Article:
-How often do crutches need to be replaced? And, is expense a big issue when buying crutches?
-What do you think needs to be improved?
 
The crutches themselves are pretty indestructible...but the cuffs look pretty ratty on my pair!
Any other info or insight would be greatly appreciated as well! Thanks for your help!
 
I live in snow and ice country, and was able to find "boots" for my crutches -- they slip over the base, and have a sandpaper base, good for gripping.

...I am not a doctor, nor health professional, and don't pretend to be one, here.....


JuliaKM27
New Member


Date Joined Dec 2006
Total Posts : 2
   Posted 12/26/2006 10:52 AM (GMT -7)   
Thanks very much for your reply!
The height adjustment for shoes is something that I had not even thought about! I will definitely take that into consideration.
Are the cuffs on your crutches of the hard plastic type, or the slightly flexible rubber-coated type?

I'm finding that those who have Spina Bifida or MS seem to shop around and find the best-suited pair for them.

I'm trying to come up with a good design that will have maximum comfort (especially to prevent wrist and shoulder problems) and suit a wide range of persons and disabilities. The standard-issue crutches hospitals offer seem to be poorly fitted to a wide range of sizes and the stiff structure seems to cause discomfort and aggrivate hand and wrist arthritis in some patients. It would be nice if there was a low-cost, comfortable crutch with more than one hand-grip option to accomidate more people.
And ofcourse the aluminum pole "stick" part seems like it could be made less sterile looking and more organic and stylish!

uppitycats
Veteran Member


Date Joined Jun 2005
Total Posts : 2135
   Posted 12/26/2006 12:00 PM (GMT -7)   
JuliaKM27 said...
Thanks very much for your reply!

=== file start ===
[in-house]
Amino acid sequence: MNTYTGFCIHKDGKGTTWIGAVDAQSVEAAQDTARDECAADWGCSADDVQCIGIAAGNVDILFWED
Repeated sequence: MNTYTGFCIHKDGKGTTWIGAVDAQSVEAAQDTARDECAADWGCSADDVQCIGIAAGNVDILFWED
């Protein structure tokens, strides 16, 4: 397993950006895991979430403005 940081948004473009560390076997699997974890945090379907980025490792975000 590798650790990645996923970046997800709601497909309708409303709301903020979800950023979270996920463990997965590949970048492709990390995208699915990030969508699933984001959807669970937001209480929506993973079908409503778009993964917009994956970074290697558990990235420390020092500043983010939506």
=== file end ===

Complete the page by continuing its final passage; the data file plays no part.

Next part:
The height adjustment for shoes is something that I had not even thought about! I will definitely take that into consideration.
Are the cuffs on your crutches of the hard plastic type, or the slightly flexible rubber-coated type?

I'm finding that those who have Spina Bifida or MS seem to shop around and find the best-suited pair for them.

I'm trying to come up with a good design that will have maximum comfort (especially to prevent wrist and shoulder problems) and suit a wide range of persons and disabilities. The standard-issue crutches hospitals offer seem to be poorly fitted to a wide range of sizes and the stiff structure seems to cause discomfort and aggrivate hand and wrist arthritis in some patients. It would be nice if there was a low-cost, comfortable crutch with more than one hand-grip option to accomidate more people.
And ofcourse the aluminum pole "stick" part seems like it could be made less sterile looking and more organic and stylish!
I should mention that I'm no longer using my forearm crutches as I need a wheelchair full-time...
 
The cuffs on my crutches are the flexible rubber-coated type..and, over time, the rubber cracks and stains. I even had one pair that, when the rubber cracked, the metal underneath rusted, making things evem more unpleasant.
 
And yes, they're making canes now that are colorful and stylish...they ought to be able to do the same with the forearm crutches. Colors, finishes (matte, or shiny, for example)... 
 
How about fur-outside cuffs? (faux fur). Or cuffs in color, easily exchangeable, to suit your wardrobe?  We could have fun with this.. :)
...I am not a doctor, nor health professional, and don't pretend to be one, here.....